As if Rezzed needed a prologue to the gaming industry’s apparent impatience with the dirge of bleak post-apocalyptic nightmares, Rad’s neon backdrop screamed into my first meeting at Tobacco Docks. Rad is a post-apocalyptic roguelike developed by Double Fine, the team behind Broken Age, Psychonauts, and Full Throttle, and published by Bandai Namco. It puts players in the shoes of a lone teenager, pushed out into the radioactive wilderness and bearing the weight of the world on their shoulders. If this all sounds a bit cliché, that’s because Rad is a subversive take on the typical end of the world tropes that we’ve seen so often.
Kept under wraps for the last few years, Rad immediately demanded attention when the team from Double Fine brought their latest title to EGX Rezzed in London last week. The blistering color palette is a definite departure from the expectations of most survival experiences. Gone are the drab greys and dismal browns. In comes blistering neon pink, electric blues, a comic book impression that screams action even while standing still. Synth wave electronic beats accompany the whole presentation making Rad a definite wake call and a roguelike with a difference.
While the fundamental premise behind Rad is not entirely ground shattering, Double Fine has crafted this with a knowing nod to well-worn tropes. In the future, the world has suffered two apocalyptic events The only things that remain on this irradiated rock are a few survivors, some very weird wildlife, and advanced technology. In an effort to change things for the better the mutant offspring of a local village are dispatched to terraform the world. Choosing one of eight unlockable teens from the game’s menu, players can jump straight into their own adventure.
Plodding out into the first wasteland it quickly becomes obvious how a bat-wielding mutant teen is going to save the world. Each of the eight protagonists leaves their very own trail of fauna behind them as they go, taking the inhospitable environment and planting a new future. Of course, things are not a walk in the park. Like many roguelikes, Rad is a multi-level adventure made up of several biomes, interspersed with boss encounters, and an army of unusual enemies to attack in between. Level structure and enemy placement are randomized, as well as NPCs and loot distribution, which you might well expect. What makes Rad unusual is that this-this procedural generation is more than just about making a maze. Rad’s thumping soundtrack contains a procedural loop of synth, bass, and treble with guitar tracks looping and the drums kicking in when they make the most sense. NPCs that litter your journey have a little lore to give, and Double Fine manage to thread a number of possible narrative outcomes across the full game. Suddenly, Rad is more than a bright skin and some banging tunes.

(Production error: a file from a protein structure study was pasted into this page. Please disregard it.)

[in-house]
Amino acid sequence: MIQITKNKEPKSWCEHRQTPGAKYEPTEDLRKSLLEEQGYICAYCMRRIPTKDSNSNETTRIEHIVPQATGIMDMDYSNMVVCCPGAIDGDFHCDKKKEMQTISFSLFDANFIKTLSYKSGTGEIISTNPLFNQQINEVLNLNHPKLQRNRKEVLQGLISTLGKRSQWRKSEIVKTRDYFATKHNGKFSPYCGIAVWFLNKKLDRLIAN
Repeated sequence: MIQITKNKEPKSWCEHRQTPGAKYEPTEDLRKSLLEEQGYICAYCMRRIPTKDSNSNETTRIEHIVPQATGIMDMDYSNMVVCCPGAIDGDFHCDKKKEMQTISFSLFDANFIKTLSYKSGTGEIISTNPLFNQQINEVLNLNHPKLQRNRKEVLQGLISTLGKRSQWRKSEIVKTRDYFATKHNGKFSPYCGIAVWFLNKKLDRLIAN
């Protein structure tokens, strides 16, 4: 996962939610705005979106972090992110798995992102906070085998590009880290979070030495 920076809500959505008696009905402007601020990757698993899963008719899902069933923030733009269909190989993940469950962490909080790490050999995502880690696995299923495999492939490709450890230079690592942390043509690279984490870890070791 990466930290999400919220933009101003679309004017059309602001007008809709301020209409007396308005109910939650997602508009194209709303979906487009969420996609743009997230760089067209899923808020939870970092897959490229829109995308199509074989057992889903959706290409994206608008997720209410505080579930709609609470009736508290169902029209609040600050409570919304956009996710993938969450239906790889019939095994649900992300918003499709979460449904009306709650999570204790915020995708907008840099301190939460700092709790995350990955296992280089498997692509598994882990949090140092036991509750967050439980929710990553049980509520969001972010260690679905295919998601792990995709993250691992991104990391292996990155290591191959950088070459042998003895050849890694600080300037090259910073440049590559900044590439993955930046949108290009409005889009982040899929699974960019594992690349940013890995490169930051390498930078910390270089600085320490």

Combat also introduces a new variation on the roguelike experience. While a trusty bat can clobber and the eight teen combatants can jump, kick, and dodge roll, mutations are the key to Rad’s evolution. Normally you’d expect to loot the next pointy stick as you stave off death in a desperate bid to reach the next checkpoint. In Rad, mutants are their own weapon. As you crush enemies and restore the landscape to a green hue, a mutation meter creeps up on you. Top it off and a randomized mutation occurs. These mutations utterly change the way the game plays and add extra abilities to players. This ranges from mind control, silly snakeheads, to a nasty looking discharge that leaves a trail of acid as you walk. These mutations are not the only extra options that are available, sneaking through the green undergrowth provides temporary bonuses, find the right NPC and you can swap loot for power-ups, add a little inventory space, and even store some loot back at the bank incase of an untimely death.
Fundamentally, Rad isn’t all that different from the roguelike dungeon games that you might already know. This makes getting to grips with the controllers intuitive and understanding the end goal relatively easy. No matter how advanced the underground laboratories look, or where the latest abandoned vehicle sits, you’ll want to grow some plant life, bash toxic horrors, and make your way to even uglier nasties. I only got a short burst of Rad but it is stupendous fun. The glowing visuals, the wacky combat, and procedural beats are all amazingly well constructed and I cannot wait to see how Double Fine manage to weave a narrative into this toxic tale. Rad is out on PC, PlayStation 4, Xbox One, and Nintendo Switch soon. You can check out the official trailer below or check out the website for more information.